Fight Crab is about fighting crabs. It is simple in its title and premise. It involves being dropped into a ring, as one of numerous species of decapod crustaceans of the infraorder Brachyura, and smacking the living daylights out of the other… crabs. Yet, like the gladiators of the Roman Empire, this is not some inconsequential spat. The combat is a spectacle, and one that may even rival the battles enacted thousands of years ago in the Coliseum.
Your chosen crab seeks glory in the campaign mode, and, in order to prove they’re not soft-shelled, they will come to blows in a variety of stages. There is the humble (yet classic) rock pool, where the crabs clamber over uneven terrain to get the upper claw. There is the medieval banquet hall, which, as the crabs clash, is destroyed—swords littering the stones. I really liked this one, because the creatures would drop into the ring by jumping down from the chandelier, and the final boss crab clattered clumsily down the steps from the throne. This display of aggression and panache is Fight Crab’s calling card. The stages are a spectacle, and sometimes nonsensical, like the misty street alleys of the ninja. I am certain that the audiences of Fight Crab’s fights will enjoy the destruction and calamity, but when you’re there, scuttling over forks and tablecloths, the setting melts away in the haze of war.
The types of gladiator in Fight Crab have their own strengths and weaknesses, just like their ancient counterparts. There are a range of crabs to play as, from the Long Arm Crab, to the Calappa, to the Dungeness Crab, who are rated differently depending on their area, weight, reach, acceleration, speed, turning stats. I chose the Christmas Red Crab, who is a solid all-rounder, but tough to knock over due to its weight. These crabs are unlocked through completing various stages, and are purchasable with winnings earned from the fights.
Weapons are on offer too, from the no-nonsense crowbar to the elegant shotel. Each of these are rated on area, weight, reach, sharpness, and swing; for example, the shotel has a greater reach than a crowbar, but both have equal swing, and the crowbar is a little heavier. The player’s crab also levels up over the course of the campaign, with individual strength, resistance, endurance, dexterity, and agility stats. These are upgradable by spending the same points, and this lets the player develop their very own crab warrior. The colour of the crab is also selectable, and I chose a blue-grey for a shadowy, intimidating appearance.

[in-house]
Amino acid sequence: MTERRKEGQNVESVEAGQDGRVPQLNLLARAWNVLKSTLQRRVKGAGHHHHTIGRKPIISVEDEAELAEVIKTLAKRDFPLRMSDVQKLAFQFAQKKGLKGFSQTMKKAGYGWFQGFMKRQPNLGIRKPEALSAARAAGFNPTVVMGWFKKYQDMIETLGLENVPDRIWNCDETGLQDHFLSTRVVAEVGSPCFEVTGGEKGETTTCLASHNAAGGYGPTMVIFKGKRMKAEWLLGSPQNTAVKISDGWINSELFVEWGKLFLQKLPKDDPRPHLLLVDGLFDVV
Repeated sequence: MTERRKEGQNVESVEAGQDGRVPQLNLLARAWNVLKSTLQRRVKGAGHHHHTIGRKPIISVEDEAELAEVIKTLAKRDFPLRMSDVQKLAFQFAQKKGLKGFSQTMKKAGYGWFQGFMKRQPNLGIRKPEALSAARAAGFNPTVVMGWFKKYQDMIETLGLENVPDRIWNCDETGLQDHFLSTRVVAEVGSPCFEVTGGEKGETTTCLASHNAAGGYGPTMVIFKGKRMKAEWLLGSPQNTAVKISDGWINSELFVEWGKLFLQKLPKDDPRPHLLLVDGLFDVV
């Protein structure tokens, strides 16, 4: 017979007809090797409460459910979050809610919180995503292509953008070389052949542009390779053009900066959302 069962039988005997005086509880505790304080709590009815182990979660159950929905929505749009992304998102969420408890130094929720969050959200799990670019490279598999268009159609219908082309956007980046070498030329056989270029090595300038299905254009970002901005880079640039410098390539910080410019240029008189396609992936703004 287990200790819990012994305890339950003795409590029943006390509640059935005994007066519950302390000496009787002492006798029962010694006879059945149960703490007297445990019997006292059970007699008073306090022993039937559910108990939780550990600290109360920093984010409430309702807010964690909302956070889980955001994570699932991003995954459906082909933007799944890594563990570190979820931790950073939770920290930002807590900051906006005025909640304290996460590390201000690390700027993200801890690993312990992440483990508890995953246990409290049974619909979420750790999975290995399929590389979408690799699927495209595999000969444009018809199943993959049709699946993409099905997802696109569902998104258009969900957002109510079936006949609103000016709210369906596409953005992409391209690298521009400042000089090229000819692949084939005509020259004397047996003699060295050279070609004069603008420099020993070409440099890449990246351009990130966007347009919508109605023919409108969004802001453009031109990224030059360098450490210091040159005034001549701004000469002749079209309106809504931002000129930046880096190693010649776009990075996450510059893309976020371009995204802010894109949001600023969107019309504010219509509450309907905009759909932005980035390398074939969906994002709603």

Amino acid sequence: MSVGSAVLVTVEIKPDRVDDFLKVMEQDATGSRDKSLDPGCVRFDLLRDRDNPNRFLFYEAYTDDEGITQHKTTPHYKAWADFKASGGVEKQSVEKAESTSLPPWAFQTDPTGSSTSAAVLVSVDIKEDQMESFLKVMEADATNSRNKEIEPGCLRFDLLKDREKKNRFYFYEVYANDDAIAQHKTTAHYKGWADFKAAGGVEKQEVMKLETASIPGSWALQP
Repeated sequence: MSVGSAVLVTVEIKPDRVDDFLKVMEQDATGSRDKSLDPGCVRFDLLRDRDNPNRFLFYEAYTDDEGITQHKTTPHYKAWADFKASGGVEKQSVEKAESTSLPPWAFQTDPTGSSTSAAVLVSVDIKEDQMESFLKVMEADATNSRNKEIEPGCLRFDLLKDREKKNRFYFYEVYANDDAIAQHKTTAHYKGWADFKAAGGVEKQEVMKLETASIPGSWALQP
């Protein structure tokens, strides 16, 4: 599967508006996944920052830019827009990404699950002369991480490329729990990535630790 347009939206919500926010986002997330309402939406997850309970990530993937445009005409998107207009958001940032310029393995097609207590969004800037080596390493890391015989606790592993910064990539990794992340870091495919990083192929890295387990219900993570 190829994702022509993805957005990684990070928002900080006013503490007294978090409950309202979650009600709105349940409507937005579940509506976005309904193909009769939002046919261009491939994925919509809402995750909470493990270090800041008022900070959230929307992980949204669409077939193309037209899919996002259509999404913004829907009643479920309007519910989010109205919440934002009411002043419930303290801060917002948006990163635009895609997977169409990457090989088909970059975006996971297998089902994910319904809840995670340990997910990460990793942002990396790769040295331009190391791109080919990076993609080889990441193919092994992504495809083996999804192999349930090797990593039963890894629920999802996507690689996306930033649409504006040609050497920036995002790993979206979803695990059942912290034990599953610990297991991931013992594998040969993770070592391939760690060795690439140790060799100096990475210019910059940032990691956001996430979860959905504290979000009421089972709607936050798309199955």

However, the controls for the crabs are where the barley will be sorted from the chaff (barley was a core part of Roman gladiators’ diets, as it was believed to be more nutritious than wheat). Each part of the creature is controlled independently. The game advises using a controller, so the triggers swing the arms forward fervently. The crab scuttles directionally by clicking the D-Pad, and clicking the D-Pad twice in a given direction will tell it to sprint. The shoulder buttons close the claw, enabling the crab to grab and pull on their opponent. Clicking both shoulder buttons simultaneously will block an incoming attack, and swivelling the sticks lets the player orient themselves for another stab at it. The stamina of the crab is a balancing act while in skirmishes, as the crab will drop weapons once their arm stamina runs out, but bashing the opponent with your crowbar over and over, in an effort to flip them, is extremely tempting.
Dealing damage increases the crab’s damage value, like in Super Smash Bros, and the higher the percentage is the easier it will be to flip the crab onto their back. Unleashing the crab’s Hyper Mode—a superpowered state activated at various points in the battle—unlocks special abilities, like a directional stream of power that knocks back enemies (just like that scene in JoJo’s Bizarre Adventure. You know the one.) When knocked down, the crab has three seconds to recover. If it can’t clamber back onto its legs, the fight is over. Yet, with the intricate control of a crustacean’s many many limbs in my hands, I couldn’t help but feel like the fights were determined by the gods rolling dice.
Often the clumsy swing of claws and swords caused the creatures to stick together, tussling helplessly until they collided with an environmental asset. Any Ancient Roman would be able to tell you that this doesn’t make for good telly. These moments might have been allayed if I was playing against another person, and not an AI who only has a specific strategy to follow. Heck, I’m not sure I had my own specific strategy either, as it felt like my crab choice and weapon choices were negated by being in the right place at the right time. Don’t get me wrong; it’s grand to whack crabs into the air and use special powers to go all glowy. When you’ve done it once, though, the ridiculousness rusts away in favour of progression.
At the beginning of this, I said that these clashing crustaceans create a spectacle that might be equivalent to that of the ancient Roman gladiators. Spectacle is defined as “a visually striking performance or display.” There are good spectacles, and there are bad spectacles. Here, in Fight Crab, I can’t help but feel like the games will have their glory–and what glory it shall be!–but struggle in delivering strategy and depth.